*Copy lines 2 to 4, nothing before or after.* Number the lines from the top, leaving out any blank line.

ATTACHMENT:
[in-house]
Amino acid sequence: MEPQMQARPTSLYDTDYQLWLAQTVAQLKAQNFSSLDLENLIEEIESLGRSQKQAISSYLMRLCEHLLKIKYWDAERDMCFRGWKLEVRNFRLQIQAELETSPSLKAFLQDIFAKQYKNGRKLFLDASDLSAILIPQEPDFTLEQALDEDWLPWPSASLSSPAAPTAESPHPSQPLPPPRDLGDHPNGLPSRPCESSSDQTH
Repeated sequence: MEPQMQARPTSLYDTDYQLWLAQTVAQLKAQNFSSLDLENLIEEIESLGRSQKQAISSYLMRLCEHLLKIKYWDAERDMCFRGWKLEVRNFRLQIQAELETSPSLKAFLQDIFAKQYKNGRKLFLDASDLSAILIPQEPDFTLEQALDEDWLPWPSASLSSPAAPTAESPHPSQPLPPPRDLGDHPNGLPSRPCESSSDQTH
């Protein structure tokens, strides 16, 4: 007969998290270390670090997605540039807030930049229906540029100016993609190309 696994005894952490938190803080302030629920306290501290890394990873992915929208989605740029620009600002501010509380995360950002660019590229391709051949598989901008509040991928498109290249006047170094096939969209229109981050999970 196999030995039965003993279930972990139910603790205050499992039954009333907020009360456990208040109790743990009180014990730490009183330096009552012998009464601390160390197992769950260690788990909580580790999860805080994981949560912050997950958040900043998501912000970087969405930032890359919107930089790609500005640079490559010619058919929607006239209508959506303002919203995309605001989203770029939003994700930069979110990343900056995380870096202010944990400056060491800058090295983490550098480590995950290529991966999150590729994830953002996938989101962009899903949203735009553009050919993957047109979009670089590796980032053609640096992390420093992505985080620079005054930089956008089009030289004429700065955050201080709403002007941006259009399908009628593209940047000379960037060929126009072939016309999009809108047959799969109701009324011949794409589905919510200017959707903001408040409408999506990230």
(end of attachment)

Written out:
Amino acid sequence: MEPQMQARPTSLYDTDYQLWLAQTVAQLKAQNFSSLDLENLIEEIESLGRSQKQAISSYLMRLCEHLLKIKYWDAERDMCFRGWKLEVRNFRLQIQAELETSPSLKAFLQDIFAKQYKNGRKLFLDASDLSAILIPQEPDFTLEQALDEDWLPWPSASLSSPAAPTAESPHPSQPLPPPRDLGDHPNGLPSRPCESSSDQTH
Repeated sequence: MEPQMQARPTSLYDTDYQLWLAQTVAQLKAQNFSSLDLENLIEEIESLGRSQKQAISSYLMRLCEHLLKIKYWDAERDMCFRGWKLEVRNFRLQIQAELETSPSLKAFLQDIFAKQYKNGRKLFLDASDLSAILIPQEPDFTLEQALDEDWLPWPSASLSSPAAPTAESPHPSQPLPPPRDLGDHPNGLPSRPCESSSDQTH
């Protein structure tokens, strides 16, 4: 007969998290270390670090997605540039807030930049229906540029100016993609190309 696994005894952490938190803080302030629920306290501290890394990873992915929208989605740029620009600002501010509380995360950002660019590229391709051949598989901008509040991928498109290249006047170094096939969209229109981050999970 196999030995039965003993279930972990139910603790205050499992039954009333907020009360456990208040109790743990009180014990730490009183330096009552012998009464601390160390197992769950260690788990909580580790999860805080994981949560912050997950958040900043998501912000970087969405930032890359919107930089790609500005640079490559010619058919929607006239209508959506303002919203995309605001989203770029939003994700930069979110990343900056995380870096202010944990400056060491800058090295983490550098480590995950290529991966999150590729994830953002996938989101962009899903949203735009553009050919993957047109979009670089590796980032053609640096992390420093992505985080620079005054930089956008089009030289004429700065955050201080709403002007941006259009399908009628593209940047000379960037060929126009072939016309999009809108047959799969109701009324011949794409589905919510200017959707903001408040409408999506990230």